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22nd Apr


Occasionally, someone will come into my office and we begin our chit-chat about whatever has been going on his/her life since the last time we met.  And then, the client says “well, I shouldn’t feel that way,” or asks “Am I too sensitive?  Maybe I shouldn’t get so worked up about this!”  I have found this to be quite a loaded question.  I once spent an entire session dealing this this one comment/feeling.

My response is multi-pronged.  Firstly, I suggest that it is an ethical question:  Is it the therapist’s job to inform what the client should or shouldn’t feel?  I believe that it is not my role to inform him/her what to feel.  He/she must decide for him/herself what he/she is comfortable with (what is his/her level of comfort).  It’s an ethical question as it addresses what is the scope of practice for a therapist.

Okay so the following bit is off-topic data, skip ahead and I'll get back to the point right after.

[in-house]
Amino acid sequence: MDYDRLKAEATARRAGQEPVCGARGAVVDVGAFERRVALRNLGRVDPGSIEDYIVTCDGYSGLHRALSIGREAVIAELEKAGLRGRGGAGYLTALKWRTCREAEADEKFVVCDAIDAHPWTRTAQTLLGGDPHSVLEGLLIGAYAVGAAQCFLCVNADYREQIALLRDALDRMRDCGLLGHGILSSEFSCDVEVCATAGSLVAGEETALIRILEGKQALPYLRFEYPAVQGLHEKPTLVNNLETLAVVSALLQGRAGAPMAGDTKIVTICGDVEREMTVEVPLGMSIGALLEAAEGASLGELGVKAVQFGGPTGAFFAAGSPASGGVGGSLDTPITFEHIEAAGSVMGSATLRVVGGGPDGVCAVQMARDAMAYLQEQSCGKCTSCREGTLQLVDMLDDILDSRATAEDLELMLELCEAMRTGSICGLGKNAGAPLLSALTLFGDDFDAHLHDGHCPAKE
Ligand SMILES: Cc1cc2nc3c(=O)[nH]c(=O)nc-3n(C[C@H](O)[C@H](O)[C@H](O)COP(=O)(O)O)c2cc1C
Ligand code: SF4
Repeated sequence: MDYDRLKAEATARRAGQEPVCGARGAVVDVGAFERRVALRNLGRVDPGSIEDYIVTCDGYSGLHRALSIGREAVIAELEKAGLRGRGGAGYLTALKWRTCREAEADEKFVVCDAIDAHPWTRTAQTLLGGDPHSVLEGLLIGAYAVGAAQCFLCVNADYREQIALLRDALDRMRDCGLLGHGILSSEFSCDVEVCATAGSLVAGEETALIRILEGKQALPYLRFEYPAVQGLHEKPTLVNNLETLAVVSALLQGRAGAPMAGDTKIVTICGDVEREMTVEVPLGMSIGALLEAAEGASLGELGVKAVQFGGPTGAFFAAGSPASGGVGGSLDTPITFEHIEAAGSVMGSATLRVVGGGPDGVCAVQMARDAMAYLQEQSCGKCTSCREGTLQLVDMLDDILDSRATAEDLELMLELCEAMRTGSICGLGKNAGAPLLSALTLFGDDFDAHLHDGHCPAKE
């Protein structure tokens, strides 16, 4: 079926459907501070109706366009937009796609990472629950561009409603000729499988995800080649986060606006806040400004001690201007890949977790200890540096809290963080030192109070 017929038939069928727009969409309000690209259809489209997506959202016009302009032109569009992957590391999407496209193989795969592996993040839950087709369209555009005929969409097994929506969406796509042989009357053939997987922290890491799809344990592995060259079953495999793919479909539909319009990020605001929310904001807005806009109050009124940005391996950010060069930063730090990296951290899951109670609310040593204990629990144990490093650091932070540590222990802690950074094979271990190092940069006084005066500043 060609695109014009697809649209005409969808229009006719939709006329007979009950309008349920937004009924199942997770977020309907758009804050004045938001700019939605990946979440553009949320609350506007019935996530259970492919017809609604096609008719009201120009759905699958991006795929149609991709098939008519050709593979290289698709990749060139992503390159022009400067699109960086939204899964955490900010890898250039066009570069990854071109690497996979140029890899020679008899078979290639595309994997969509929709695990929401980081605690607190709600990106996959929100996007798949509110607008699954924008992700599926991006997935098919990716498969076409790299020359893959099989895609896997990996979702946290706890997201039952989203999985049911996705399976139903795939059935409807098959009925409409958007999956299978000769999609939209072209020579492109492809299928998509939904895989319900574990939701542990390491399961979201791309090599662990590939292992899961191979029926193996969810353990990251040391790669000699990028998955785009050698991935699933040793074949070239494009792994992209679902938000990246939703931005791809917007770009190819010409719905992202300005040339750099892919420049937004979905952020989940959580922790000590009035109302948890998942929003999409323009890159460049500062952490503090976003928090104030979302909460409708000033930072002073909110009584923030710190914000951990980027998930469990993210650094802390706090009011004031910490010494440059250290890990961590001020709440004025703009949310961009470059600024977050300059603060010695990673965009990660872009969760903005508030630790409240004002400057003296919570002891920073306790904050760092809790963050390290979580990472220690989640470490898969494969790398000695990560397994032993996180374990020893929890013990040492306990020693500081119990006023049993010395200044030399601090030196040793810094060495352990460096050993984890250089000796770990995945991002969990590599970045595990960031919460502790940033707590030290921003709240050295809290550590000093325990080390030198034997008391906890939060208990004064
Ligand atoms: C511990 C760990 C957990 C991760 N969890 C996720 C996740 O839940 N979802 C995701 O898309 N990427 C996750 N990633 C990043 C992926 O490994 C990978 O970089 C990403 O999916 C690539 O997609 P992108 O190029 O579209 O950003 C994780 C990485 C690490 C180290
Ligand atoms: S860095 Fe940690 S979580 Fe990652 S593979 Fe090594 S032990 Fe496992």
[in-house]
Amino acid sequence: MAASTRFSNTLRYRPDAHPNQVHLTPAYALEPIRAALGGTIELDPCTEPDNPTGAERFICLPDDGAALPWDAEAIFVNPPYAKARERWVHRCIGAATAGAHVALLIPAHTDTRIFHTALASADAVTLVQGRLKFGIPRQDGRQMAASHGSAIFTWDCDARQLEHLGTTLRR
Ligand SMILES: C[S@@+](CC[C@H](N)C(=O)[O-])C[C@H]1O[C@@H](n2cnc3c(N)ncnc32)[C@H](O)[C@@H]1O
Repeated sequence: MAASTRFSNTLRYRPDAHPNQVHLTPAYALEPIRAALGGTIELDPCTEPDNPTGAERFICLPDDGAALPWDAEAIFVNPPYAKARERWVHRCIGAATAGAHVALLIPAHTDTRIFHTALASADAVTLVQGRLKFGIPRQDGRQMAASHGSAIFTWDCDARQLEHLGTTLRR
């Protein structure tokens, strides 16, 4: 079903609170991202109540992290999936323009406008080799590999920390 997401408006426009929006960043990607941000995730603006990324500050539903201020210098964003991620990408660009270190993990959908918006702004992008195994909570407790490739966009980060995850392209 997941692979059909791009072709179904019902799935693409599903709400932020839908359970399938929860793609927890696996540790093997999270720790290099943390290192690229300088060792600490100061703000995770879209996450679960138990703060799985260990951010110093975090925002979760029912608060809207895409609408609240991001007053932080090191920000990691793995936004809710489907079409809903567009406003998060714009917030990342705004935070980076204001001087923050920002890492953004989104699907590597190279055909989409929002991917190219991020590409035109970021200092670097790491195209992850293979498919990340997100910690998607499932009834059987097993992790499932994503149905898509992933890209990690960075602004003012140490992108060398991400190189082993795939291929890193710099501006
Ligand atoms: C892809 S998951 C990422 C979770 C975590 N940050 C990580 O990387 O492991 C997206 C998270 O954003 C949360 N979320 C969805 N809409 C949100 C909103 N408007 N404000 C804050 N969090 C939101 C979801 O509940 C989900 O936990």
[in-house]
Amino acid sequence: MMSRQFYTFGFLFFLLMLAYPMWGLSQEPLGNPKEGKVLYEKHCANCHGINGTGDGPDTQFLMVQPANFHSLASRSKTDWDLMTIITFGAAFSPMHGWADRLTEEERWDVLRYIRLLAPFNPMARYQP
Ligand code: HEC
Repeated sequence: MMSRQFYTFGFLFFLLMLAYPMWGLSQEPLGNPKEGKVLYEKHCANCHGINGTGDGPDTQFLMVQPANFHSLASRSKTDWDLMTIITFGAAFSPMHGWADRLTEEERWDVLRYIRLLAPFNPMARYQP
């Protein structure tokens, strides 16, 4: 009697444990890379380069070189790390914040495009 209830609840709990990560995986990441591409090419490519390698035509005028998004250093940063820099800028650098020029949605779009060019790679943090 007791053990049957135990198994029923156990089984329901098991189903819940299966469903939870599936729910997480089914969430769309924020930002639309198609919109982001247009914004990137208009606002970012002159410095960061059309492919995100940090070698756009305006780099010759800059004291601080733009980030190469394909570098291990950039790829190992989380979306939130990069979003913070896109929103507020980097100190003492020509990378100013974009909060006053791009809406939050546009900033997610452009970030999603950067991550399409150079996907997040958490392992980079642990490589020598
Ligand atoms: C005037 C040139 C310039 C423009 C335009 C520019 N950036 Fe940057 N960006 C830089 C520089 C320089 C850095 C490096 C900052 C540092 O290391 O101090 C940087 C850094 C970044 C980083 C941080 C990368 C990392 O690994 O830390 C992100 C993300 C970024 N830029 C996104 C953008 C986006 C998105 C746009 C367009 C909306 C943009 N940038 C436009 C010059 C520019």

Secondly, it is a request for judgement by the client to the therapist.  Once there is a question of “should I…” that is the expectation of an imposition of my values on his/her.  Play the scenario out – if I judge my client – he/she will realize that.  Will he/she trust me?  If I judge my client, I have automatically violated the contract with my client.  I have failed him/her to be the support system that I agreed to be.

And that leads to point number three.  It is boundary issue because once I say what my feelings are, I am now the client, not the therapist.  I may live my life vicariously through the client.  It is now about me, not about the client.  That too, come to think of it, is not just a boundary issue, but an ethical one also.

Finally, as a therapist, I don’t think it is the right of anyone to tell someone else how they feel.  Feelings are not based in logic, they are based in the heart.  How could someone tell another how to feel?  They could guide how to deal with those feelings – internally and externally, as we therapists do.

I hope you agree – whether you are the therapist OR the client (or client to be).

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